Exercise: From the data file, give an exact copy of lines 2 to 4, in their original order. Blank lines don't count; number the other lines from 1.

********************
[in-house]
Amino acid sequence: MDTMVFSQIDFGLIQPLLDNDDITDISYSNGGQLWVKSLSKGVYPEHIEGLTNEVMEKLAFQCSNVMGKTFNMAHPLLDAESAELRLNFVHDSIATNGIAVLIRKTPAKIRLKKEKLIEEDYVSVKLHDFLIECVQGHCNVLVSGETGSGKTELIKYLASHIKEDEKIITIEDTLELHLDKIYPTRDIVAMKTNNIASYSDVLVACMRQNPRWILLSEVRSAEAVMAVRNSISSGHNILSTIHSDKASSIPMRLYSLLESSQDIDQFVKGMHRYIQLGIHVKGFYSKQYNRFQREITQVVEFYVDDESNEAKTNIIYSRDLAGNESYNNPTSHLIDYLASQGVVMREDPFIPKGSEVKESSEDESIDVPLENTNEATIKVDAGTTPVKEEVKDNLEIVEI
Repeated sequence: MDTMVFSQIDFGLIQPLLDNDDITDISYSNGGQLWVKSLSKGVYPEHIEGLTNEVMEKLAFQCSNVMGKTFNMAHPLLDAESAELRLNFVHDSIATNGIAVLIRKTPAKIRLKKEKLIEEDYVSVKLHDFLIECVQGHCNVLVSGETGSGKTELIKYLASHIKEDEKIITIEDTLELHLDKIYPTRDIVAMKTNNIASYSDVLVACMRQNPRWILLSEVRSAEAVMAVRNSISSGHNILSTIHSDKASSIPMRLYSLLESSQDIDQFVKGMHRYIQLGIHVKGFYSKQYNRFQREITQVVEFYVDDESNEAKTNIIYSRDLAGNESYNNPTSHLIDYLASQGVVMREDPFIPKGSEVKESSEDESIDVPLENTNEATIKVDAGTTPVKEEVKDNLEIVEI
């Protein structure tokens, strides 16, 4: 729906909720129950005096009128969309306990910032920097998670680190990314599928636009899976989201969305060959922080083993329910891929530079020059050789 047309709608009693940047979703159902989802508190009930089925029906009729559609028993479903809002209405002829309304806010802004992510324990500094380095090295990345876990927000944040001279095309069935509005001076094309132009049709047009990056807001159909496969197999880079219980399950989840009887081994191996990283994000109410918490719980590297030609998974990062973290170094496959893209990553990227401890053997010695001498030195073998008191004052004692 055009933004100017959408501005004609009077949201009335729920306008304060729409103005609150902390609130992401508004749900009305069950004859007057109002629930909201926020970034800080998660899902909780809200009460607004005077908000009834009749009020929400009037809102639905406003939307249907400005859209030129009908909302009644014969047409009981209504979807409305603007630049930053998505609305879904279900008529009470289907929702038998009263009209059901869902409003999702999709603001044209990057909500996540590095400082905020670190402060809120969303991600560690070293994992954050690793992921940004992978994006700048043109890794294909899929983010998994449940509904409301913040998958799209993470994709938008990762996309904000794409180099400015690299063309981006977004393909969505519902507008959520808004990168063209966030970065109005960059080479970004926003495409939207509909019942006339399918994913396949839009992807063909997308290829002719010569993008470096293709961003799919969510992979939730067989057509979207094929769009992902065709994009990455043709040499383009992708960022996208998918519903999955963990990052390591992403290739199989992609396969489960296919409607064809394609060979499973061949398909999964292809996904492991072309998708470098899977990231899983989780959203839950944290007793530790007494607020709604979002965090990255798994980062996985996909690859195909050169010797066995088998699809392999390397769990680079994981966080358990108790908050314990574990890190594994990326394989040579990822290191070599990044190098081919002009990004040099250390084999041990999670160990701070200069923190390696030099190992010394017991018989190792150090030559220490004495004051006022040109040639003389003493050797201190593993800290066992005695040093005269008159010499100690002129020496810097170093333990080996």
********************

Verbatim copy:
Amino acid sequence: MDTMVFSQIDFGLIQPLLDNDDITDISYSNGGQLWVKSLSKGVYPEHIEGLTNEVMEKLAFQCSNVMGKTFNMAHPLLDAESAELRLNFVHDSIATNGIAVLIRKTPAKIRLKKEKLIEEDYVSVKLHDFLIECVQGHCNVLVSGETGSGKTELIKYLASHIKEDEKIITIEDTLELHLDKIYPTRDIVAMKTNNIASYSDVLVACMRQNPRWILLSEVRSAEAVMAVRNSISSGHNILSTIHSDKASSIPMRLYSLLESSQDIDQFVKGMHRYIQLGIHVKGFYSKQYNRFQREITQVVEFYVDDESNEAKTNIIYSRDLAGNESYNNPTSHLIDYLASQGVVMREDPFIPKGSEVKESSEDESIDVPLENTNEATIKVDAGTTPVKEEVKDNLEIVEI
Repeated sequence: MDTMVFSQIDFGLIQPLLDNDDITDISYSNGGQLWVKSLSKGVYPEHIEGLTNEVMEKLAFQCSNVMGKTFNMAHPLLDAESAELRLNFVHDSIATNGIAVLIRKTPAKIRLKKEKLIEEDYVSVKLHDFLIECVQGHCNVLVSGETGSGKTELIKYLASHIKEDEKIITIEDTLELHLDKIYPTRDIVAMKTNNIASYSDVLVACMRQNPRWILLSEVRSAEAVMAVRNSISSGHNILSTIHSDKASSIPMRLYSLLESSQDIDQFVKGMHRYIQLGIHVKGFYSKQYNRFQREITQVVEFYVDDESNEAKTNIIYSRDLAGNESYNNPTSHLIDYLASQGVVMREDPFIPKGSEVKESSEDESIDVPLENTNEATIKVDAGTTPVKEEVKDNLEIVEI
């Protein structure tokens, strides 16, 4: 729906909720129950005096009128969309306990910032920097998670680190990314599928636009899976989201969305060959922080083993329910891929530079020059050789 047309709608009693940047979703159902989802508190009930089925029906009729559609028993479903809002209405002829309304806010802004992510324990500094380095090295990345876990927000944040001279095309069935509005001076094309132009049709047009990056807001159909496969197999880079219980399950989840009887081994191996990283994000109410918490719980590297030609998974990062973290170094496959893209990553990227401890053997010695001498030195073998008191004052004692 055009933004100017959408501005004609009077949201009335729920306008304060729409103005609150902390609130992401508004749900009305069950004859007057109002629930909201926020970034800080998660899902909780809200009460607004005077908000009834009749009020929400009037809102639905406003939307249907400005859209030129009908909302009644014969047409009981209504979807409305603007630049930053998505609305879904279900008529009470289907929702038998009263009209059901869902409003999702999709603001044209990057909500996540590095400082905020670190402060809120969303991600560690070293994992954050690793992921940004992978994006700048043109890794294909899929983010998994449940509904409301913040998958799209993470994709938008990762996309904000794409180099400015690299063309981006977004393909969505519902507008959520808004990168063209966030970065109005960059080479970004926003495409939207509909019942006339399918994913396949839009992807063909997308290829002719010569993008470096293709961003799919969510992979939730067989057509979207094929769009992902065709994009990455043709040499383009992708960022996208998918519903999955963990990052390591992403290739199989992609396969489960296919409607064809394609060979499973061949398909999964292809996904492991072309998708470098899977990231899983989780959203839950944290007793530790007494607020709604979002965090990255798994980062996985996909690859195909050169010797066995088998699809392999390397769990680079994981966080358990108790908050314990574990890190594994990326394989040579990822290191070599990044190098081919002009990004040099250390084999041990999670160990701070200069923190390696030099190992010394017991018989190792150090030559220490004495004051006022040109040639003389003493050797201190593993800290066992005695040093005269008159010499100690002129020496810097170093333990080996």